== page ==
Friday, September 30, 2011

My new job and the Post-SHTF town.

So I started a new job 2 weeks ago.  In a nutshell, I am the supervisor in charge of the water distribution system and the sewer collection system.  This week, I'm helping out the power and gas crew with their meter reading.  It's a town of 800 homes, and I went to about 100 of them.  I don't judge what's in one's backyard, but I will notice.

The town is small, and the lots are smaller.  Many of the houses are well over 50 years old, adobe, and are on tiny lots of 25' by 100' and the people are mostly fourth and fifth generation Hispanics.  Nice folks, though.  Mostly farm jobs, harvesters, and other manual labor jobs.

I noticed:

  • Almost every house has a garden.  Mostly a few stalks of corn, and a few squash.
  • Almost 30% of homes had chickens of some sort.
  • Most houses have well used clothesline in the backyard.
  • Most yards are fenced in, and sometimes departmentalized for a dog.
  • The more run down and beat up the house/trailer was, the bigger and better the garden produced.
  • There was at least a dozen dogs that was barking the entire time I walked down the street.
  • These people took redneck engineering to a whole new level.  
For the most part, people looked stocked up with wood, their adobe houses were well insulated, and they were trying to produce their own food. However, the general upkeep of the city blocks made it look like year one post-SHTF.  

However, the city has no backup power for the lift stations for the sewer, so 24 hours after the power goes out, sewage will start to back up into houses.  Water is fed by a water tank, but once again, no backup power. Thank goodness I get to submit budget items and get the city prepared for... power outages.  It's like prepping for a 2,300 people at once.


  1. The residents seem to at least have a high dose of common sense. Stay observant. I know where every fruit tree is located in my neighborhood. Out at our BOL, all farm animals and gardens are cataloged, even the mules and horses.

  2. I was thinking the same as Stephen about the neighborhood having a common some common sense.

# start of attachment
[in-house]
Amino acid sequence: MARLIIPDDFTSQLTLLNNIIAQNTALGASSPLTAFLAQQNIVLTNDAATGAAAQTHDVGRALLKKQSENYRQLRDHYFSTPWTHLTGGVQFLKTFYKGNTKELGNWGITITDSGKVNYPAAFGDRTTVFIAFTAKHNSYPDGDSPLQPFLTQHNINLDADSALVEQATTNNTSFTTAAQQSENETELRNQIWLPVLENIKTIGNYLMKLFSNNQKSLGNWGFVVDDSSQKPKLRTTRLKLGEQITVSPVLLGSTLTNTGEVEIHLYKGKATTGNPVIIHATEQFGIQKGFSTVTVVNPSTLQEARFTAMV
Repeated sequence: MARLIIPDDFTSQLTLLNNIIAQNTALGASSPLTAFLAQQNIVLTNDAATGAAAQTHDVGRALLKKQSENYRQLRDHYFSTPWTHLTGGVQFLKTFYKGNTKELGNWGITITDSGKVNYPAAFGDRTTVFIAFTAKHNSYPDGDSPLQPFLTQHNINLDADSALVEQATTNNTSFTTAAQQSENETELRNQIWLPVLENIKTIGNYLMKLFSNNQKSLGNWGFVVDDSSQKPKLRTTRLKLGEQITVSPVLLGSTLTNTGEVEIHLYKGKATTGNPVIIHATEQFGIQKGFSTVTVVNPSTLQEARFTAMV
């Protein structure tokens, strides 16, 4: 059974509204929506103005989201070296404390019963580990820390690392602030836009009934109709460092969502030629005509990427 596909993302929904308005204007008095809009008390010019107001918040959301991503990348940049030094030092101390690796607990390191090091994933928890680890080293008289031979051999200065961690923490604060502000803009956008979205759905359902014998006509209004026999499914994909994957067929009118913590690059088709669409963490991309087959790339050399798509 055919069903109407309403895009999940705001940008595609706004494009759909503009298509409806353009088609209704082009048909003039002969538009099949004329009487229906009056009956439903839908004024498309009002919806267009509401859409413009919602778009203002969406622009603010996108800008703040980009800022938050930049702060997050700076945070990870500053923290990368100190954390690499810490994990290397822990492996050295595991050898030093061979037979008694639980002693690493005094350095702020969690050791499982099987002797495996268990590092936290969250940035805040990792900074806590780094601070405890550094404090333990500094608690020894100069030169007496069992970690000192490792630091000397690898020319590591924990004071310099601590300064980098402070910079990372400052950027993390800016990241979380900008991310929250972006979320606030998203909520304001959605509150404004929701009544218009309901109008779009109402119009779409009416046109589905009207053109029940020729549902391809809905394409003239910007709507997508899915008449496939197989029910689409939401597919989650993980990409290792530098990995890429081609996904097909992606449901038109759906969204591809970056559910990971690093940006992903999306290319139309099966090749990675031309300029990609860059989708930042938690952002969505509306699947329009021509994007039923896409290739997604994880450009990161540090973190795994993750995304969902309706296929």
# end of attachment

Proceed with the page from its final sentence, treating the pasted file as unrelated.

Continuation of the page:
Thanks, Stephen, for the comments about knowing where are the fruit trees are.

  3. AH and Matt: I would normally agree with you, but most of the citizens are so dirt poor they rely on a bunch of governmental handouts, and supplement the rest with gardens and chickens. Not that they aren't good people, just doing what they can in one of the poorest areas of the nation.

  4. Sounds like these people at least try and provide some of their own food.

  5. Mudbug - where you bin hiding? i bin leaving you taunts and such on a variety of blogs???

    anyway - good eye on keeping on the sitrep on this town...and observe EVERYTHING as Stephen and Matt said...get some graph paper and mark it all down - that's what i have done here but it is actually pretty easy to do here!

    i got nothing much else to say except get prepping for that 2,'s in your very capable hands, monsieur, and that is some very beautiful music to my ears!

    your friend,

  6. kymber, I am pushing to help the town prep their water and sewer systems. However, when the SHTF, I will leave them with a Emergency Operation Plan, but since I live 30 miles away, they are on their own. But arming them with info and prep ability, I won't worry about a brass horde coming from there.

    And the wife already has "rented" out the loft to our good friends who are trying to prep and have the same mindset, but need a place with water out in the boonies. They come over all the time and would fill in a few gaps in our location.

  7. Mudbug, you could use your new job as a great source of information for your blog. You could tell us what they have done wrong/right and what could be changed in your honest option.

  8. kymber and Rob,

    I will accept your challenge.

  9. Sounds like that town is lucky to have you. You can get them squared away and when they need the things you have provided, those systems will be in place. That is, if they don't lay you off first for unnecessary expenditures! Remember, no good deed goes unpunished.